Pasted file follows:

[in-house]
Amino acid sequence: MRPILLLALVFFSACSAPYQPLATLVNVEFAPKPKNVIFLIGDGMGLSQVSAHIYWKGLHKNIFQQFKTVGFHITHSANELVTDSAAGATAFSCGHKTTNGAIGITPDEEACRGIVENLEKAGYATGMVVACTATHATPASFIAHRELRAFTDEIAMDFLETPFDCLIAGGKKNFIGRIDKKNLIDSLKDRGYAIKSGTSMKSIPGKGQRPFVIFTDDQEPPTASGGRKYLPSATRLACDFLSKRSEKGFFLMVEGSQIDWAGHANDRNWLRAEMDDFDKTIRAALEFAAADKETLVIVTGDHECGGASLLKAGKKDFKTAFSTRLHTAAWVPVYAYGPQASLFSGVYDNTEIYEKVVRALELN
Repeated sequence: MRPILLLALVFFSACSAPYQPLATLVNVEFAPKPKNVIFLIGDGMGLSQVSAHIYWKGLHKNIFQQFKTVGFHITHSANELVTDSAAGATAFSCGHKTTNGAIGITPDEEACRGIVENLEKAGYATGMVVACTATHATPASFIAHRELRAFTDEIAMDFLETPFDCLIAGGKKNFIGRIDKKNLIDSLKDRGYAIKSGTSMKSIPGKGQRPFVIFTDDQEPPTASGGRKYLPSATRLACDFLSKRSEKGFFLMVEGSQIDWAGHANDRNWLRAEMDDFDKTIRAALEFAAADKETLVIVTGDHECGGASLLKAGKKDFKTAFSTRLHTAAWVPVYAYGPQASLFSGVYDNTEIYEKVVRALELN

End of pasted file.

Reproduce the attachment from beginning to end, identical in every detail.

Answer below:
[in-house]
Amino acid sequence: MRPILLLALVFFSACSAPYQPLATLVNVEFAPKPKNVIFLIGDGMGLSQVSAHIYWKGLHKNIFQQFKTVGFHITHSANELVTDSAAGATAFSCGHKTTNGAIGITPDEEACRGIVENLEKAGYATGMVVACTATHATPASFIAHRELRAFTDEIAMDFLETPFDCLIAGGKKNFIGRIDKKNLIDSLKDRGYAIKSGTSMKSIPGKGQRPFVIFTDDQEPPTASGGRKYLPSATRLACDFLSKRSEKGFFLMVEGSQIDWAGHANDRNWLRAEMDDFDKTIRAALEFAAADKETLVIVTGDHECGGASLLKAGKKDFKTAFSTRLHTAAWVPVYAYGPQASLFSGVYDNTEIYEKVVRALELN
Repeated sequence: MRPILLLALVFFSACSAPYQPLATLVNVEFAPKPKNVIFLIGDGMGLSQVSAHIYWKGLHKNIFQQFKTVGFHITHSANELVTDSAAGATAFSCGHKTTNGAIGITPDEEACRGIVENLEKAGYATGMVVACTATHATPASFIAHRELRAFTDEIAMDFLETPFDCLIAGGKKNFIGRIDKKNLIDSLKDRGYAIKSGTSMKSIPGKGQRPFVIFTDDQEPPTASGGRKYLPSATRLACDFLSKRSEKGFFLMVEGSQIDWAGHANDRNWLRAEMDDFDKTIRAALEFAAADKETLVIVTGDHECGGASLLKAGKKDFKTAFSTRLHTAAWVPVYAYGPQASLFSGVYDNTEIYEKVVRALELN